A supervisor from a San Pedro clinic said it has "one of the strongest housing programs" in its area. "We like to celebrate," a manager from a Long Beach clinic said, describing its many potlucks and nacho dinners. "We try to support one another."
The energy among participants was jovial, a mix of nerves and polite laughter — until a social worker in the audience asked about caseloads.
The supervisor from a Skid Row clinic shot straight. If hired there, she said, they'll have about 150 clients, which will include patients who come in twice a year for check-ups of their medicine regimen as well as clients in crisis who come in frequently.
"Many of these other clinics have that many [on their caseloads] too," she added, to polite laughter around the room.
Nicole Pyles sat nearby, reminding herself to start breathing again. Pyles, a recent graduate of the USC School of Social Work, had ranked that Skid Row clinic as her No. 1 choice before the event started.
"I thought, 'Pssh, I got this, I’m not worried about it, I’ve had caseloads as high as 30 people,' " said Pyles, 47. "When she said 150 people, I think my heart jumped out of my mouth and was somewhere on the floor."
Pyles previously worked as a substance abuse counselor, which doesn't require a master's degree to get certified and see clients.
But Pyles knew that for many of her clients, their addiction was much more complicated than brain chemicals making them crave a substance. She wanted to get to the root of the problem, namely the trauma fueling their addiction. Such work requires a master's degree.
Pyles was happy enough, though, working in her last job with pregnant and postpartum clients struggling with substance use disorders.
That was until a client who'd diligently worked with the program for a few months asked for help. The client's court date to keep custody over her newborn baby had been moved from Monterey Park to the Antelope Valley, and she needed a ride.
Pyles thought she could help with that. Her supervisor, though, told Pyles she was "enabling" this woman and declined the request.
In that moment, Pyles realized she wanted the power to help in a bigger and more meaningful way.
"A friend of mine told me, 'If you want to make those calls, and you want to be able to make the decisions, you’ve got to get your education,' " Pyles said. "And that’s exactly what I did.”
After finishing her master's at USC, she agreed to work at the downtown Skid Row clinic — committing to the county for a year after accepting an $18,500 stipend. "My goal is to remain at DMH, and move up to leadership," she said.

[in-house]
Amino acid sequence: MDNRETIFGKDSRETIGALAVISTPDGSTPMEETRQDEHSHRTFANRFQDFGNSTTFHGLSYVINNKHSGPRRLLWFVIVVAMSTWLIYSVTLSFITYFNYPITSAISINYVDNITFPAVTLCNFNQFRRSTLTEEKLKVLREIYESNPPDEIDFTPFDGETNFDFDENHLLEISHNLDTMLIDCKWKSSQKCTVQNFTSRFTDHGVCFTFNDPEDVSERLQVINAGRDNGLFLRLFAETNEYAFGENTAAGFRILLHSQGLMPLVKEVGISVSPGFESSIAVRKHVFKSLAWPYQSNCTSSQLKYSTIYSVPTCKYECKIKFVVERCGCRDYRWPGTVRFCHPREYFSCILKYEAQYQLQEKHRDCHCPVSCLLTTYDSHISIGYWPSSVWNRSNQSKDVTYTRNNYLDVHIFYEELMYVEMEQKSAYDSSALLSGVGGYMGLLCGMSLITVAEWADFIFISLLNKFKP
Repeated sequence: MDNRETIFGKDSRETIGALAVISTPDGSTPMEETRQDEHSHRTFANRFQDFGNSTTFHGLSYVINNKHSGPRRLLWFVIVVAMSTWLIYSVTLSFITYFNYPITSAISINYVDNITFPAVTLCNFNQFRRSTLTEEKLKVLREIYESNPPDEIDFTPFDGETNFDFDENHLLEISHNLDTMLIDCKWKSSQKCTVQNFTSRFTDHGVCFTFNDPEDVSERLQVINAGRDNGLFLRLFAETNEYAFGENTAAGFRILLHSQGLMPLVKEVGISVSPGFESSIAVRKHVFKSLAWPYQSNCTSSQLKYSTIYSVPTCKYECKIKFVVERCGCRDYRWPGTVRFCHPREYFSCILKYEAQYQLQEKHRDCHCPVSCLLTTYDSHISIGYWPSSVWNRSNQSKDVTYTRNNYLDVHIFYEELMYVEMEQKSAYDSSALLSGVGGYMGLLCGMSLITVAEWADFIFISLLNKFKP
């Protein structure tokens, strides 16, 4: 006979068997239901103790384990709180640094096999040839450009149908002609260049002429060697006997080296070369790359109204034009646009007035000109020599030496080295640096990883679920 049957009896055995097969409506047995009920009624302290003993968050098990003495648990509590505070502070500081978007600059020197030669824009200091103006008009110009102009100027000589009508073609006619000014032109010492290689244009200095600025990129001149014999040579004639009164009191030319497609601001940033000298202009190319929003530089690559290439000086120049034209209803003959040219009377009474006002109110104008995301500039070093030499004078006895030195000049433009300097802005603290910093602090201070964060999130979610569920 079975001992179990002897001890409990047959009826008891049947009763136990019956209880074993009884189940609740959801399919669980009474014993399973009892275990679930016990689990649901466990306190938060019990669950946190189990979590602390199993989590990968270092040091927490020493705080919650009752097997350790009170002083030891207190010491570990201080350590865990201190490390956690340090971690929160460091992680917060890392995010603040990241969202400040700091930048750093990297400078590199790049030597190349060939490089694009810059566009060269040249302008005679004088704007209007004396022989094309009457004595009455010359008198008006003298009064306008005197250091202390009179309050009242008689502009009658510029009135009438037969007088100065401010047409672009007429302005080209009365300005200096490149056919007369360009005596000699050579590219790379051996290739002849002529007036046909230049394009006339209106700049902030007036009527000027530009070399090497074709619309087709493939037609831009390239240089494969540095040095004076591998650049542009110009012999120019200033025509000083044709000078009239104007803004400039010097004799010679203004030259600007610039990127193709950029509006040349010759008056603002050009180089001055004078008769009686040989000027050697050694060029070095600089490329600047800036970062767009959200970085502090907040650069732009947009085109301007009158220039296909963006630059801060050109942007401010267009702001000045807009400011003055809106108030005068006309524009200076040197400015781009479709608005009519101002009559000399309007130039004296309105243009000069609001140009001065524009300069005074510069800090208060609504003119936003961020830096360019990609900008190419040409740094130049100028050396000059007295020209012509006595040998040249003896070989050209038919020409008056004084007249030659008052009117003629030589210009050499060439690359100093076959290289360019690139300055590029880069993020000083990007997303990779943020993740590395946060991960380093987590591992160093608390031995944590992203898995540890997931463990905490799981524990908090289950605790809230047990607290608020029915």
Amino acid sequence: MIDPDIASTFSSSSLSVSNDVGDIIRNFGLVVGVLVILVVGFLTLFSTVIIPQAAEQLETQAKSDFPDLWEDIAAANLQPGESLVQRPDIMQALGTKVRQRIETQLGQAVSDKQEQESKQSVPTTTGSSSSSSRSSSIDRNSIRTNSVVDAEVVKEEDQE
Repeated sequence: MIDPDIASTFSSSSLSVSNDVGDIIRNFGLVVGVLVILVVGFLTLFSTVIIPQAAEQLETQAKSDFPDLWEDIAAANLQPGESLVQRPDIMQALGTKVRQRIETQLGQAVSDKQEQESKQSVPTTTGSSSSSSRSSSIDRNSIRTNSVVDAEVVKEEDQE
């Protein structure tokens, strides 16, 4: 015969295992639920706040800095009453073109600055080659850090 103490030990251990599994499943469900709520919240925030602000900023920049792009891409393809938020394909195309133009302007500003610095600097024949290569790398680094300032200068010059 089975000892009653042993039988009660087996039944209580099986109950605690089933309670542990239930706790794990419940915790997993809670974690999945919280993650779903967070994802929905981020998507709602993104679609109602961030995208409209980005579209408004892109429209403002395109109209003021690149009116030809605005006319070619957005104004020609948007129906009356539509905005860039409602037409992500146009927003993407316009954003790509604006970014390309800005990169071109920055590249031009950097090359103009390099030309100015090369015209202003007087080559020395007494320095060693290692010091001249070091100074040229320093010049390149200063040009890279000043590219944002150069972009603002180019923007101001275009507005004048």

These are the kinds of practitioners that Lisa H. Wong, director of the Department of Mental Health, said her department has started to attract.
The department and its contract agencies did take a hit early in the pandemic, when workers across the country reassessed the type of work they wanted.
Read more: Shape Your L.A. — at the county level
Wong said when she worked as a clinical supervisor at a facility in Skid Row 15 years ago, she held recruitment events that brought in dozens of candidates who wanted to work there, even though "admittedly [it] is not for everyone."
Comparatively, about a year and a half ago, when she held a recruitment effort for adult mental health positions across the county, she got just 13 applicants.
But in recent months, Wong said the department has noticed another shift.
"I know I've been accused of being an optimist at times, I do think the tide is turning," Wong said, noting that hiring and promotions have increased 200% this year. "What we're seeing now is sort of the blessing in disguise of the nationwide staffing shortage — who we're getting now are those people who are the true believers, the urban missionaries."
Beyond the hiring fairs, the department is also renewing academic affiliations with graduate programs, which will lead to more internships there, and for the first time, will start recruiting at conferences and campuses out of state.
The department went to recruit at the American Psychological Assn. conference in Washington, D.C., where LGBTQ+ clinicians told county staff they really wanted to move to California because they didn't feel safe in their home states.
"But alongside that, we had a lot of people say, 'I would love to move to California, I would love to live in L.A., but I don't think I can afford it,' " Wong said.
Wong said they will focus much of their attention on recruiting at historically Black colleges and universities, bringing current county staff who are alumni to talk about working at the department.
"We need more clinicians who look like our community," Wong said. "I would love for an African American little boy to be able to meet with a Black psychologist, and know that not only can they open up and have some cultural understanding but also this is somebody he can aspire to be as well."
This story originally appeared in Los Angeles Times.